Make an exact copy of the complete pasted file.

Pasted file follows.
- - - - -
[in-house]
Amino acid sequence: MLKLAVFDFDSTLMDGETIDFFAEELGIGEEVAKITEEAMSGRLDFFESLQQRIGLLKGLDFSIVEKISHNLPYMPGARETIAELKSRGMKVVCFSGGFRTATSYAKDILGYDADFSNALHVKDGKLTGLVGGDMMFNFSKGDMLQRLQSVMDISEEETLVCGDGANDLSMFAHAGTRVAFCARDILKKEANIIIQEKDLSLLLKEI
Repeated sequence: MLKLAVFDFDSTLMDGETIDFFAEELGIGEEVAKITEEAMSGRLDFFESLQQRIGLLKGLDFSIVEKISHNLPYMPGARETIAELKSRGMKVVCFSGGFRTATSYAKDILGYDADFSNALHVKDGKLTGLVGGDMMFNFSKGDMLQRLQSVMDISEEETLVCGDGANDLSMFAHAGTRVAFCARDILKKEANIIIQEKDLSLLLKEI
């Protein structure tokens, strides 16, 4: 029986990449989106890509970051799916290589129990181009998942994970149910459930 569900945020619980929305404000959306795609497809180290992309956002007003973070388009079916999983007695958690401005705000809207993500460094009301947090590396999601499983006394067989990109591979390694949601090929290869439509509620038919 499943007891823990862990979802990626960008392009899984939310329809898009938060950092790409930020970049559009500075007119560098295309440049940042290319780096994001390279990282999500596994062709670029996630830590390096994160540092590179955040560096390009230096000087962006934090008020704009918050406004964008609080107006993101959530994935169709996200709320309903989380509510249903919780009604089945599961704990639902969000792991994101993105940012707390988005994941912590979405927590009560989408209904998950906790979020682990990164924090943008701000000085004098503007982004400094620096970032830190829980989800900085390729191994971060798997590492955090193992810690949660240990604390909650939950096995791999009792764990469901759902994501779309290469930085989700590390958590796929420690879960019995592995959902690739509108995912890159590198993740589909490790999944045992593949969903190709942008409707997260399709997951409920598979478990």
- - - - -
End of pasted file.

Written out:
[in-house]
Amino acid sequence: MLKLAVFDFDSTLMDGETIDFFAEELGIGEEVAKITEEAMSGRLDFFESLQQRIGLLKGLDFSIVEKISHNLPYMPGARETIAELKSRGMKVVCFSGGFRTATSYAKDILGYDADFSNALHVKDGKLTGLVGGDMMFNFSKGDMLQRLQSVMDISEEETLVCGDGANDLSMFAHAGTRVAFCARDILKKEANIIIQEKDLSLLLKEI
Repeated sequence: MLKLAVFDFDSTLMDGETIDFFAEELGIGEEVAKITEEAMSGRLDFFESLQQRIGLLKGLDFSIVEKISHNLPYMPGARETIAELKSRGMKVVCFSGGFRTATSYAKDILGYDADFSNALHVKDGKLTGLVGGDMMFNFSKGDMLQRLQSVMDISEEETLVCGDGANDLSMFAHAGTRVAFCARDILKKEANIIIQEKDLSLLLKEI
């Protein structure tokens, strides 16, 4: 029986990449989106890509970051799916290589129990181009998942994970149910459930 569900945020619980929305404000959306795609497809180290992309956002007003973070388009079916999983007695958690401005705000809207993500460094009301947090590396999601499983006394067989990109591979390694949601090929290869439509509620038919 499943007891823990862990979802990626960008392009899984939310329809898009938060950092790409930020970049559009500075007119560098295309440049940042290319780096994001390279990282999500596994062709670029996630830590390096994160540092590179955040560096390009230096000087962006934090008020704009918050406004964008609080107006993101959530994935169709996200709320309903989380509510249903919780009604089945599961704990639902969000792991994101993105940012707390988005994941912590979405927590009560989408209904998950906790979020682990990164924090943008701000000085004098503007982004400094620096970032830190829980989800900085390729191994971060798997590492955090193992810690949660240990604390909650939950096995791999009792764990469901759902994501779309290469930085989700590390958590796929420690879960019995592995959902690739509108995912890159590198993740589909490790999944045992593949969903190709942008409707997260399709997951409920598979478990």